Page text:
Sadly Necessary Disclaimer: For those who are uncritically swallowing the media distortions around the Holy Father. I don't expect you to agree with my perspective, but please have some common sense and do not imply that this is some bizarre, backhanded defense of a coverup. I don't believe for one instant that Benedict was involved in a coverup. I know his mind from his writing and speaking pretty well, and I don't believe that mind could or would ever intentionally participate in a coverup. My defense of him should be considered evidence of that.
I just read this seemingly innocuous article (compared to the standard malicious fare hurtling around these days) about Benedict XVI's "record" trying to judge the "success" of his pontificate.
In reading it, I was not so much upset but just bemused and baffled at how off kilter folks can be in the lens they use to interpret the words and actions of Pope Benedict XVI. Even his proclaimed "biographer," John L. Allen, Jr., also makes the same goof, but I suspect that's a product of where he's coming from as a journalist accustomed to trying to interpret for the world in a reasonably fair-minded manner.
The problem is this lens that judges Benedict's actions as if he is acting like a politician, i.e., that he makes choices based on his concern about how history, the media, popular opinion, etc. will judge him. Now to try to not appear totally naïve, I wouldn't say that he takes no thought for these things--in his position, he has to give them some thought, but that doesn't mean he makes choices based on them. In fact, I would say that his record of making apparent blunders reflects a certain lack of concern towards them, that he makes decisions despite these concerns, not because of them.
I've read a lot of Benedict's thought, both from before he became pope and more since. And maybe that's why I'm extra defensive of him--because it's clear to me that, contrary to popular caricatures, he carries the heart of a true shepherd of souls and that this care for souls is what his central motivation is. His concern for Truth, for the Church, for the unity of Christians, and the liturgy are all driven by this--yes, even the seemingly hard things he says and does. (Note this is not saying he's impeccable or never makes mistakes; rather, I'm speaking of his core motivations.)
If you want the key to understanding Benedict, it is true, real faith, true, real love for God, and true, real love for souls. If he thinks in centuries, it because he knows the Truth has stood fast in the Church for centuries and that it's his responsibility to lead the Church during his vicariate so that it can continue for centuries to come.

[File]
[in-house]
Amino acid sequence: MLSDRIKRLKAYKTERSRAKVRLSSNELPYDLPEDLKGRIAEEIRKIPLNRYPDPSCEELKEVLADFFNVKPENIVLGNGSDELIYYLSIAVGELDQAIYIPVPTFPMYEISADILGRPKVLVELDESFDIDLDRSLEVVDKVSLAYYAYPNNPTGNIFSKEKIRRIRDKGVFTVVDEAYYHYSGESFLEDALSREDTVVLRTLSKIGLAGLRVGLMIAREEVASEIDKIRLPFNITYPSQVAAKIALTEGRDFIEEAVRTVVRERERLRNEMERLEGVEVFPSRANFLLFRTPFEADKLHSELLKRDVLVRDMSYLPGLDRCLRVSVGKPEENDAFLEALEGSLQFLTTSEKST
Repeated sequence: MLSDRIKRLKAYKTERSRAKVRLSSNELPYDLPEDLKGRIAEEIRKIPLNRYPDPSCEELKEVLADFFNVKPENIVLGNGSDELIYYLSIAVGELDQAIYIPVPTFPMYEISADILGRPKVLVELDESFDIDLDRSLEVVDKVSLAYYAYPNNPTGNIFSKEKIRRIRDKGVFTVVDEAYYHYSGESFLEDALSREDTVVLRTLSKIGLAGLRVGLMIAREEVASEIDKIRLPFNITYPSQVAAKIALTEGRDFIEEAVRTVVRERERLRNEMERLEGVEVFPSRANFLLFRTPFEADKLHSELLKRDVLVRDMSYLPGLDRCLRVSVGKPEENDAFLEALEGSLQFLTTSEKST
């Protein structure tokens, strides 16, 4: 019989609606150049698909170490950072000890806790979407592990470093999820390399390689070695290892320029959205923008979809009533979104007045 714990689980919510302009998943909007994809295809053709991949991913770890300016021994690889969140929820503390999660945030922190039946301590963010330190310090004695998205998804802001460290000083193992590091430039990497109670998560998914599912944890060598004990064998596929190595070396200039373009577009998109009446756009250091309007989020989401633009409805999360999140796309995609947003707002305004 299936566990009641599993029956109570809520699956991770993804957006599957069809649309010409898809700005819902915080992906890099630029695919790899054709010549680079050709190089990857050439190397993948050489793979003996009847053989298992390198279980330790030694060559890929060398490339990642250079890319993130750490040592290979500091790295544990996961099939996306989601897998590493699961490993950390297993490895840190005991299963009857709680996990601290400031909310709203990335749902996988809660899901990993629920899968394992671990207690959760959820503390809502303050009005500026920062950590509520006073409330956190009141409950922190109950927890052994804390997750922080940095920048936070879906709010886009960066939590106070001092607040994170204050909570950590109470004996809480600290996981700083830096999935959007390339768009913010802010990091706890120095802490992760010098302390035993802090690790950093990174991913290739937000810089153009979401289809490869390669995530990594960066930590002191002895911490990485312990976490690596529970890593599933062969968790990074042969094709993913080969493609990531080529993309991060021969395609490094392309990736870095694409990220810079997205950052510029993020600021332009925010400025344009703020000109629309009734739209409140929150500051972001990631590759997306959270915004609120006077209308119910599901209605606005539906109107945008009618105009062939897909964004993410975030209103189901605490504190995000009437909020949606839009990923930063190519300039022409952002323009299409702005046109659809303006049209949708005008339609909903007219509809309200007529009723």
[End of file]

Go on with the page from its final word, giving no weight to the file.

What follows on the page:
But I would say he thinks more in terms of eternity--with a view to the salvation of eternal souls. That's his job, what he's dedicated his life to, and he takes it very seriously, to the point of risking alienating those lost awash in our tepid culture of materialistic relativism and even endangering his own person.
I recently watched The Gospel of John, and the actor, Henry Ian Cusick, did a wonderful job at driving home that Christ pulled no punches. He wasn't diplomatic or soft spoken in speaking the truth, even at the risk of alienating the majority of people in the culture prevalent in his day--he didn't even soften the blow when faced with losing those considered to be his disciples (see John 6:60-66).
So yeah, before you ask, I think the Holy Father is right in doing the same, speaking the truth even when it causes a stir and people get upset and even some people use it as an excuse to leave the Church or commit hateful acts of violence and vandalism. I think he's right even when it incenses the pundits and causes them to twist facts and hurl the most vile of accusations based on the slightest evidence contorted in the most ludicrous ways. He's right to do so because innumerable souls would be damaged if he didn't continue to doggedly speak the truth. He's right to do so because those who are estranged because of the truth can indeed only find the Way through the Truth by the Light.
I leave you with this reading from the gospel according to John, without further comment. This is what Benedict and the Church he leads--in its essence, its purpose, its mission--is all about.
For God so loved the world that he gave his only Son, so that everyone who believes in him might not perish but might have eternal life. For God did not send his Son into the world to condemn the world, but that the world might be saved through him. Whoever believes in him will not be condemned, but whoever does not believe has already been condemned, because he has not believed in the name of the only Son of God. And this is the verdict, that the light came into the world, but people preferred darkness to light, because their works were evil. For everyone who does wicked things hates the light and does not come toward the light, so that his works might not be exposed. But whoever lives the truth comes to the light, so that his works may be clearly seen as done in God. (John 3:16-21, NAB)